Figure 3ST observations compared to MERRA2 and US Standard Atmosphere in panels (a) and (b) and their locations in panel (c). The gray region is the range of bending angles from MERRA2 across all of our observations. The color of each observation dataset corresponds to the color bar showing apparent magnitude of the star captured from dimmest (2.6) to brightest (2.4). Panel (a) shows the full atmospheric sounding on a logarithmic scale, and (b) shows the profile in the stratosphere on a linear scale. The exposure time of each session's images is listed in the legend entry.

Figure 3 shows the ST observations and their locations within the southern subtropics between 26 and 34 S. The observations were not aimed at a particular geographic location, so the combination of the camera operation limiting the brightness of stars, filtering data for the brightest stars, and orientation of the star tracker camera led to unintentionally targeting the southern subtropics. Figure 3a and b show the full profile and a zoomed in profile of the stratosphere, respectively, with the observed refractive bending angle in diamond markers from 10 sessions. Figure 3b also shows model predictions of the bending angle by applying the ray-tracing model to the 1976 US Standard Atmosphere (NOAA NASA US Air Force1976) as the dashed blue line. The MERRA2 model-predicted temperature and density profiles from the GMAO (2015a, b) for each occultation session's date and location are used to calculate an estimate of the bending angle, which is shown with the average profile as the black line, and the range among the different times and locations is in the gray shaded region.

The observed bending angle is calculated from the captured images using the Moffat PSF described in Sect. 2.2.1 to determine the centroid locations, and the ray perigee is determined with the direct method described in Sect. 2.2.3.

The bending angle observations correlate slightly better with the MERRA2 reanalysis data than the US Standard Atmosphere, with correlation coefficients of 0.986 and 0.983, respectively. The parity plot is shown in the Appendix in Fig. C2. The MERRA2 model is much more accurate since it is a global reanalysis model actively developed, so observations correlating with MERRA2 better than the US Standard Atmosphere provides confidence in these measurements.

3.2 GEOStare SV2 observations

We scheduled the data collection by pointing at known stars from November 2021 to April 2022, and all 48 data sessions captured stars occulted by the atmosphere. We analyze data from 22 of the sessions since they captured a star near the image center that passed across the atmosphere to below 20 km and was not saturated. The images were captured with exposure times between 0.1 and 600 ms depending on the target star's apparent magnitude.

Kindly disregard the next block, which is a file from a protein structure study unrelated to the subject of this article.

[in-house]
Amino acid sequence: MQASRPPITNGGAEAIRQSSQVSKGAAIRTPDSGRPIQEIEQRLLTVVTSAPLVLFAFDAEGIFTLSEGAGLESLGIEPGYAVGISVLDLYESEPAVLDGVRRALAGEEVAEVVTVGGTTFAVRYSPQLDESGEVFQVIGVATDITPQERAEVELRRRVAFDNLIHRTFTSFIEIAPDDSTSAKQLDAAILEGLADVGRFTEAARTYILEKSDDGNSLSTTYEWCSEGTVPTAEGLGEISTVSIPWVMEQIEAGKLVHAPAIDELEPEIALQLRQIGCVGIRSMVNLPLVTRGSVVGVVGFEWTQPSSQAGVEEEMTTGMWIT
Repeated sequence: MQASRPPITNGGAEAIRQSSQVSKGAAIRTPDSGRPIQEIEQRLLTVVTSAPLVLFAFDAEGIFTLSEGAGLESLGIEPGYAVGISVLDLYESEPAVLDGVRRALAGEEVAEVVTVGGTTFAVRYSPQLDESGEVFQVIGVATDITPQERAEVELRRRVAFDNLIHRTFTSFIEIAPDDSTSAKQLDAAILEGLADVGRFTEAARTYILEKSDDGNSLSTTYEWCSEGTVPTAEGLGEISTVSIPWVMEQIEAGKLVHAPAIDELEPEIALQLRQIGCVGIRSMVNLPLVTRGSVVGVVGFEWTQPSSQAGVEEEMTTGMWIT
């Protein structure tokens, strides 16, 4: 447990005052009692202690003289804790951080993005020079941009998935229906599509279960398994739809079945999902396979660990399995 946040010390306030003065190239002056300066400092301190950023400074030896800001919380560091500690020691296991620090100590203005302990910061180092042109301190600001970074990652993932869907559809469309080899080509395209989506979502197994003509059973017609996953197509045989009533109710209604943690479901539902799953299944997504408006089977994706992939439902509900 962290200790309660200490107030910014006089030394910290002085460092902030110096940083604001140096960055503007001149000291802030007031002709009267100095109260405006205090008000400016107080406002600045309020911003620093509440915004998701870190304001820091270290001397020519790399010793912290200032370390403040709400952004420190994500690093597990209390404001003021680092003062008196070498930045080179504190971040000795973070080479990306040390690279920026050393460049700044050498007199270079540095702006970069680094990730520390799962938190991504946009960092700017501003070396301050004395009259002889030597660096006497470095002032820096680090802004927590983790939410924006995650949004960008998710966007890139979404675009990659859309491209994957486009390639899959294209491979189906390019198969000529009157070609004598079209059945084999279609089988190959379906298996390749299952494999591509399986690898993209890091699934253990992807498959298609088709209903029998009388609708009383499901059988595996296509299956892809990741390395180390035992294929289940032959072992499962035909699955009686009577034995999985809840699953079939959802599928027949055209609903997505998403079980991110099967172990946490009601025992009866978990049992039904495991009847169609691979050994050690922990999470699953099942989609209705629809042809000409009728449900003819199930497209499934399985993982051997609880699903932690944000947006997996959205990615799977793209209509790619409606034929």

The small field of view and short exposure times do not capture enough objects in the star field to accurately determine an astrometric solution for every image. Since we need to account for the WCS of each image, we utilized data on the payload attitude and location from the onboard star trackers to calculate the image boresight and rotation. This attitude-derived WCS provides an estimate of the motion of the telescope throughout a session with an uncertainty of 12 arcsec.

Figure 4GEOStare SV2 observations in panels (a) and (b) and their locations in panel (c). See Fig. 3 for details. Here the stars captured range from dim to bright with apparent magnitudes 3.6 to 0.04.

Figure 4 shows the location and observed refractive bending angle for the 22 sessions, which profiled a wide range of locations across the globe. Figure 4a and b show the full profile and a zoomed-in stratospheric profile of the GEOStare SV2 observations, respectively. The average location of the ray perigee on the Earth surface is shown in Fig. 4c as circles labeled A–V with the same color as the observations shown in the top panels.

The bending angle profile is calculated with star centroids fit to a 2D Gaussian PSF, and the ray perigee is calculated with the rotated method described in Sect. 2.2.1 and 2.2.3, respectively. Point sources captured by the optics in GEOStare SV2 match a diffraction-limited spot better than the ST optics, so a Gaussian function is a better match for the centroid shape. On the other hand, the uncertainty in image WCS makes calculating the direct ray perigee difficult, so the rotated calculation is used with a reference coordinate taken from the catalog position of the target star.

The data captured here sample the profile more frequently than ST, but the instrument error appears to be significantly higher since the observed bending angle deviates from the MERRA2 and US Standard Atmosphere predictions up to altitudes of 30 km. All sessions are shown in Fig. 4b with dotted lines. We highlight four specific sessions on 19, 20, 21, and 28 February with different line styles. During the 19, 20, and 21 February sessions shown as the black dashed, solid, and dashed lines, respectively, the telescope orientation significantly rotated. The rotation is captured with the payload attitude data, but the frequency of the attitude control system data does not necessarily align with the sampling rate or timing of the captured images and there is significant uncertainty associated with the attitude-derived WCS. The large camera rotation likely caused the significant deviation of the observed bending angle profile from the models. The February 28 session shown as a solid red line successfully observed the atmospheric bending angle as low as 3 km. This session targeted the bright star with apparent magnitude 0.98, Aldebaran, when there were presumably no clouds or objects blocking the star wavefront.